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Watts v. United States

May 21, 2009

MELVIN T. WATTS, APPELLANT,
v.
UNITED STATES, APPELLEE.



Appeal from the Superior Court of the District of Columbia (FEL-7242-04) (Hon. Judith E. Retchin, Trial Judge).

The opinion of the court was delivered by: Thompson, Associate Judge

Argued November 14, 2008

Before REID, BLACKBURNE-RIGSBY and THOMPSON, Associate Judges.

Following a ten-day trial before the Honorable Judith Retchin, a jury convicted appellant Melvin Watts of one count of carjacking (D.C. Code § 22-2803) (2001); one count of kidnapping (D.C. Code § 22-2001) (2001); one count of felony threats (D.C. Code § 22-1810) (2001); one count of first-degree sexual abuse (D.C. Code § 22-3002 (a)(1)) (2001); one count of third-degree sexual abuse (D.C. Code § 22-3004 (1)) (2001); one count of armed aggravated assault (D.C. Code §§ 22-404.01, -4502) (2001); and one count of armed assault with intent to kill (D.C. Code §§ 22-401, -4502) (2001). We affirm the judgments of conviction.

I.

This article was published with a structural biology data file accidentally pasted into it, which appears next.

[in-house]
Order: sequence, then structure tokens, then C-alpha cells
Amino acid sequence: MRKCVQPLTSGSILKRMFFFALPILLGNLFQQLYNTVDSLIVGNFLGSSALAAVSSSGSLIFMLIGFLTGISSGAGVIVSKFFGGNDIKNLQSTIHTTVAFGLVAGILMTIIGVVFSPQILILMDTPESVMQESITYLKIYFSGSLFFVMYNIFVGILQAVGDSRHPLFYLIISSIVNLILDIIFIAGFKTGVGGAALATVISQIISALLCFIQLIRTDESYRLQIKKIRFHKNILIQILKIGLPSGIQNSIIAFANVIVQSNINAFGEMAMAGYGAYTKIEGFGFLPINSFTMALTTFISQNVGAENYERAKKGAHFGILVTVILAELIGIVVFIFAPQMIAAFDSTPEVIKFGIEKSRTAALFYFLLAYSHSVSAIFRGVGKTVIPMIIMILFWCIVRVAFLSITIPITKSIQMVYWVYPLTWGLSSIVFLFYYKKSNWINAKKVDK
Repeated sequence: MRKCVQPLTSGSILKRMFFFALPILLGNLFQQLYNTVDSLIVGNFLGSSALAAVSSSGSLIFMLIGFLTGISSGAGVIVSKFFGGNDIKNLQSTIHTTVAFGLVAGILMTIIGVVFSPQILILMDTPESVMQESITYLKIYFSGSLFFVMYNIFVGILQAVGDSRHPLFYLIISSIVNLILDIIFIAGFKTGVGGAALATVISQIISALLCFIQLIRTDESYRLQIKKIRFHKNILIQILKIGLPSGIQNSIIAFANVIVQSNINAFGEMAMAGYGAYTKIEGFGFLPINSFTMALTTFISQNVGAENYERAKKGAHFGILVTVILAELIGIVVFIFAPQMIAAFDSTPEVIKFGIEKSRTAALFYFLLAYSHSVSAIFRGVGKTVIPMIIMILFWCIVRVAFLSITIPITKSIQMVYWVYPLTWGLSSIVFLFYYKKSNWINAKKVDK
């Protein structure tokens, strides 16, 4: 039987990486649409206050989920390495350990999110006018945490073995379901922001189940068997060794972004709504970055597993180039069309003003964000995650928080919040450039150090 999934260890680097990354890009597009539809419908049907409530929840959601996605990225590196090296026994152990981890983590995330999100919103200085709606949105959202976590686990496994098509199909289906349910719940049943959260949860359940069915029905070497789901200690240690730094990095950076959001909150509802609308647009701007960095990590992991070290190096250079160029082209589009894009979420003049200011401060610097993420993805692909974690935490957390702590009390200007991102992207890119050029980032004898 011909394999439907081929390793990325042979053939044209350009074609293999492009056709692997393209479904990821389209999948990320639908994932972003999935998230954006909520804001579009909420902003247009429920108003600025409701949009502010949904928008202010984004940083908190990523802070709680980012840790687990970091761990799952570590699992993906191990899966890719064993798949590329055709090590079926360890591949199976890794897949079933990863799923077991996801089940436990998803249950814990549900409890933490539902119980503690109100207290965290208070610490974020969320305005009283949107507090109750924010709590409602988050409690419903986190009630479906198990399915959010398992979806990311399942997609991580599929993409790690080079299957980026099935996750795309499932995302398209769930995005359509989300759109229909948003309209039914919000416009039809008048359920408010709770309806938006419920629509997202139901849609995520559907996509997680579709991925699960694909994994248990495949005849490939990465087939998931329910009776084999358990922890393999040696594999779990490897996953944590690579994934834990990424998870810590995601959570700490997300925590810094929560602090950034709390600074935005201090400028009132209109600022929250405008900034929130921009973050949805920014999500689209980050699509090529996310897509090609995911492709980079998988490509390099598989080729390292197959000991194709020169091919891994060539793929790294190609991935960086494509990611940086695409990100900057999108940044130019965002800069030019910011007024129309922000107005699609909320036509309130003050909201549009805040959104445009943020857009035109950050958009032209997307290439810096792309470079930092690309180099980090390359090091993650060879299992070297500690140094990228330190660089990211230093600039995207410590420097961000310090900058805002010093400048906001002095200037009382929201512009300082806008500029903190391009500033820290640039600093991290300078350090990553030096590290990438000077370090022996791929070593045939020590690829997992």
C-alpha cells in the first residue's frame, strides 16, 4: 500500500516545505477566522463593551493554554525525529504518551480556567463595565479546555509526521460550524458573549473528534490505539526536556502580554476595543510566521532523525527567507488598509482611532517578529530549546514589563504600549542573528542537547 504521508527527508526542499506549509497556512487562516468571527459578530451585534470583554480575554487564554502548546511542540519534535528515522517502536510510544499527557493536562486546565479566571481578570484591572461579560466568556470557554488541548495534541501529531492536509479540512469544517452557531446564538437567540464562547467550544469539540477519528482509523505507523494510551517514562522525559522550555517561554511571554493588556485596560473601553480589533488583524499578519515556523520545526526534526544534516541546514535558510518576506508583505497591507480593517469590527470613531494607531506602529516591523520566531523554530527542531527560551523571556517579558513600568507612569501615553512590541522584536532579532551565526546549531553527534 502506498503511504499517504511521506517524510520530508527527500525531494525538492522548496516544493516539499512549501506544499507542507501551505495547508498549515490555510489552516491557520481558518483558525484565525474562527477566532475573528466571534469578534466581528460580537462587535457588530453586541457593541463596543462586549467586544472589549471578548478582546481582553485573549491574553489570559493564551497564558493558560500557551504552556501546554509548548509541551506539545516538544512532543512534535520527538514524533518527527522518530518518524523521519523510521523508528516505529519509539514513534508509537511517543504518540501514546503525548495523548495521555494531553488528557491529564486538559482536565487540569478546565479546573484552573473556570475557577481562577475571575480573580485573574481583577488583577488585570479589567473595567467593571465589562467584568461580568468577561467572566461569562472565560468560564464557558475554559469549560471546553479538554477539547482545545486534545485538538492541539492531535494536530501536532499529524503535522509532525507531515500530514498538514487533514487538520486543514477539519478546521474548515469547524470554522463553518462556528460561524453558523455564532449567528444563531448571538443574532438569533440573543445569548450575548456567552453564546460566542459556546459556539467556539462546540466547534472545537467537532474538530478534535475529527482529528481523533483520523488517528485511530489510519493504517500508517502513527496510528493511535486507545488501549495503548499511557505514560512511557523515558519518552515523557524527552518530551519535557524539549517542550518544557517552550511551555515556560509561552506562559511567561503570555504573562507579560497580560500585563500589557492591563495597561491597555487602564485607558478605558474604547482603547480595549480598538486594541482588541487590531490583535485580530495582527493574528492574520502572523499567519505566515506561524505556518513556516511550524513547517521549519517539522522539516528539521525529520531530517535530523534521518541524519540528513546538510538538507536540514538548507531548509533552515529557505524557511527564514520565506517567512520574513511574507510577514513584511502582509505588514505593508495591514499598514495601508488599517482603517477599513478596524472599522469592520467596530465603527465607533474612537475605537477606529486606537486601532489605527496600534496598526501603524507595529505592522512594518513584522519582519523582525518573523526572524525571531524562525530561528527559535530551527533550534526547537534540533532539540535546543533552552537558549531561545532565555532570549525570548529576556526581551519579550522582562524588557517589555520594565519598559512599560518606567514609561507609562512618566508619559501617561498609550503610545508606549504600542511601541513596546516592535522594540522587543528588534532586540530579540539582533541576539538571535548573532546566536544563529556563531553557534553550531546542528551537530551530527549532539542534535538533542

K.H., the primary prosecution witness, described to the jury her violent encounter with appellant on November 17, 2004. At about 5:30 a.m., she was sitting in her car with her five-year-old daughter and her seven-year-old son, waiting for the engine to warm up before she dropped the children off at her mother's house and drove to work. Appellant, whom K.H. had seen "a few times" in her neighbor's yard, "came out of nowhere and got into the front seat" of the car. In an angry voice, he ordered her to drive off and, frightened, she complied. When they reached a dead-end, appellant put a knife to her throat and ordered her to put the children in the trunk. K.H. refused and, after a struggle, succeeded in getting the knife away from appellant. The children, crying at this point, let themselves out of the back passenger-side door. Appellant shifted to the driver's seat, held K.H. in the car and drove off. Speeding, the car got into an accident moments later, but appellant continued to drive with his left hand while holding K.H. down in the back seat with his right hand and threatening to kill her. They eventually stopped at a recreation center parking lot, and appellant pulled K.H. out of the car by her collar and forced her into the trunk before driving off again. At their final stop, appellant took K.H. out of the trunk, ripped off one leg of her pants and her underwear, and began rubbing his penis against her crotch. Eventually, he got K.H. onto the ground and began "humping and humping" with his penis penetrating her vagina. Thereafter, appellant took a metal bar out of the trunk and hit K.H. in the head several times until she blacked out. K.H.'s next memory was of finding herself alone in the woods, slowly walking towards the street to get help, and ultimately collapsing on the stairs of a house, where she remained until police and an ambulance arrived.